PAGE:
How Do You Exhibit High-Tech Aircraft? With Serious Precision and a Lot of Space

The Vertical Flight Society brings uncommonly large (and expensive) exhibits for its highly technical audience.

Founded just as the first U.S. helicopter was put into service in 1943, The Vertical Flight Society is the world’s oldest and largest technical society dedicated to the field of vertical flight technology.

David Renzi has been the principal coordinator of VFS’ Annual Forum & Technology Display for about two decades, coordinating sales and sponsorships. The 77-year-old event serves a specialized global technical community, drawing top players in the aerospace engineering community (about 1,400 attendees annually).

The meeting comprises as many as 15 parallel sessions focused on various technical disciplines, such as aircraft design or dynamic influence on vertical flight aircraft. “At its nucleus, it’s really a technical meeting,” Renzi says.

Along with those sessions, about 75 exhibitors set up displays in a 75,000-square-foot exhibit hall in booths varying in size from standard 10-by-10-foot exhibit spaces to 50-by-50-foot ones.

Not only are some of the items exhibited uncommonly large, but they’re unwieldy and extremely valuable, including high-tech vertical flight aircraft. Naturally, bringing these to an event requires a delicate dance of planning and logistical precision coupled with top expertise — and plenty of open space.

One of Renzi’s most memorable conference moments happened in Virginia Beach, a destination where the event is often hosted. “Probably one of my fondest memories is when we landed an MV-22 aircraft [a Marine Corps combat aircraft] in the parking lot,” he says.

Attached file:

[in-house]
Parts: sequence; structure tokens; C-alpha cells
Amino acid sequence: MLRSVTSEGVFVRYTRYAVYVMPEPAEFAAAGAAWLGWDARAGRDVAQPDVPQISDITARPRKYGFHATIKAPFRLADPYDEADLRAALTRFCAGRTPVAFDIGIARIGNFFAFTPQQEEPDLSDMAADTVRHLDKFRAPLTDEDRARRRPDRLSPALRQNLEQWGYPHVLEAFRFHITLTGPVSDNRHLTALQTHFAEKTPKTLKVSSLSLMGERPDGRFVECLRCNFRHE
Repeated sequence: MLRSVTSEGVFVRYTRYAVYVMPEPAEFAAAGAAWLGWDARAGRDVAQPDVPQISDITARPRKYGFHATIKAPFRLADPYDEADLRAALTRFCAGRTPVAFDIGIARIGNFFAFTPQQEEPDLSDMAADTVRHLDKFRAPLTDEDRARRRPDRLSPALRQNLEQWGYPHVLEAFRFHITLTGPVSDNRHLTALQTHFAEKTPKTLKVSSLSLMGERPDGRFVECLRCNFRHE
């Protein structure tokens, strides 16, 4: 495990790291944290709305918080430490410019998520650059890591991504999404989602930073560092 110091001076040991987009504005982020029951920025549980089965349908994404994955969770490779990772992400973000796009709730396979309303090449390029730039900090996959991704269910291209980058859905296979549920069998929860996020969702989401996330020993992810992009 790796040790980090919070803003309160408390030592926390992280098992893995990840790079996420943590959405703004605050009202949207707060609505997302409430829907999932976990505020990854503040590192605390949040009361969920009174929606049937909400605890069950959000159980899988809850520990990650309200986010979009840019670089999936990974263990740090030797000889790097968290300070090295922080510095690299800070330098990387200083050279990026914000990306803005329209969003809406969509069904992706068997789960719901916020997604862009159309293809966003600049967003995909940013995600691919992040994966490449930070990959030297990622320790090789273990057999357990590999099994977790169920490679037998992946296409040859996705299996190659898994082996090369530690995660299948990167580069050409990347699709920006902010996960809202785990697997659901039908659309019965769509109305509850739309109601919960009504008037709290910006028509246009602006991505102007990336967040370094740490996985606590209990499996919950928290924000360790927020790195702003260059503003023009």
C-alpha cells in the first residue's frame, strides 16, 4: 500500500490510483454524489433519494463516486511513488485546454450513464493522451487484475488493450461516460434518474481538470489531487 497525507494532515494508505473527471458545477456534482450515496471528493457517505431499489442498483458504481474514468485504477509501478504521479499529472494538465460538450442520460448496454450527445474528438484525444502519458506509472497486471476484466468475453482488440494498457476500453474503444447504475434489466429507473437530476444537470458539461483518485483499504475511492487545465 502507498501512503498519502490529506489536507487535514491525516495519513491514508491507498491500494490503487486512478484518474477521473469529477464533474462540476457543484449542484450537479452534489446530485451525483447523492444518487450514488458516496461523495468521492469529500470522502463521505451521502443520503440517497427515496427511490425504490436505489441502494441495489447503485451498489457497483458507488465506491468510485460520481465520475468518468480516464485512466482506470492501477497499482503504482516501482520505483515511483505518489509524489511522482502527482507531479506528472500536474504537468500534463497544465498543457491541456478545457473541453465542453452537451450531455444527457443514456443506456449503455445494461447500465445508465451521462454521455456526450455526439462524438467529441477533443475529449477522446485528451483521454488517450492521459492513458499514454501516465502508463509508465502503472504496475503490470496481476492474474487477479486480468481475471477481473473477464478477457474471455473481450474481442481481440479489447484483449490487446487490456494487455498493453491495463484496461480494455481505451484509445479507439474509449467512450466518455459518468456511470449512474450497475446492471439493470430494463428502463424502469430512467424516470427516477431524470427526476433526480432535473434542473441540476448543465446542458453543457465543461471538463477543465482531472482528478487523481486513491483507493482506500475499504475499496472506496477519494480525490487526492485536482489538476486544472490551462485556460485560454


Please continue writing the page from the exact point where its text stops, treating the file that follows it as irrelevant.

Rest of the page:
To pull off such a feat, “a lot of coordination goes on with the city and police and fire department,” Renzi says. Beyond the expert team, “not too many facilities have a campus that can accommodate such a request. It’s nice to be able to have space to do such a thing.”

The event also requires substantial sign-offs from local fire and rescue departments, and attending to logistical hurdles including blocking off roads, clearing parking lots, and even taking down utility or telephone poles or lighting fixtures for clearance. “But I don’t have to worry about that after we come up with a plan,” Renzi says. “Virginia Beach seems to have everything understood — and we just do it.”

Well, there was one caveat when it came to the MV-22, he explains: “The only thing I didn’t plan for was having to re-mulch the parking lot after it took off!”

Indeed, the Vertical Flight Society’s annual event requires a rare combination of space, permits, logistics and a team with a sophisticated level of technical expertise. But for a successful result, it also requires convenience and comfort for attendees.

Each year, the event takes over two to four hotels, which he says must be “convenient and accommodating and close to the convention center,” as they always are in Virginia Beach.

Beyond that, Virginia Beach affords a vibe that suits this crowd, Renzi says. “It’s a very relaxed environment, and our attendees love being there. Our other destinations have more of a high-energy, downtown feel. But the meetings in Virginia Beach always seem more laid back. And it’s always good for our attendees to reduce stress [amid] the natural surroundings of the seashore.”

With in-person meetings on the upswing, Renzi says he expects his group to confirm a return to Virginia Beach within the next few months.

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(Vertical Flight Society)